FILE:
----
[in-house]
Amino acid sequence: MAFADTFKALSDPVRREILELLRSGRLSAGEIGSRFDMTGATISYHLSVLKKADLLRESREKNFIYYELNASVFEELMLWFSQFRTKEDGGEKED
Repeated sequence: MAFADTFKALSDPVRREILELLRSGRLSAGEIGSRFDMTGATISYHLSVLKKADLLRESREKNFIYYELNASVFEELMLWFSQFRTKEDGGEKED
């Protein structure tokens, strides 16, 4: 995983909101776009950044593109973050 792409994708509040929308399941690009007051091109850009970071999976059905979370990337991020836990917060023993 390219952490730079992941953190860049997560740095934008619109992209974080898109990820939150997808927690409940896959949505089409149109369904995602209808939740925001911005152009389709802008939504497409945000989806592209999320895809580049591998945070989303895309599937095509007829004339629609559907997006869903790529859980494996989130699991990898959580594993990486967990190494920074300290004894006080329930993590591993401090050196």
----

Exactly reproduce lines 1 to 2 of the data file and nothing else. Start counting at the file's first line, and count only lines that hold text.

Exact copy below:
[in-house]
Amino acid sequence: MAFADTFKALSDPVRREILELLRSGRLSAGEIGSRFDMTGATISYHLSVLKKADLLRESREKNFIYYELNASVFEELMLWFSQFRTKEDGGEKED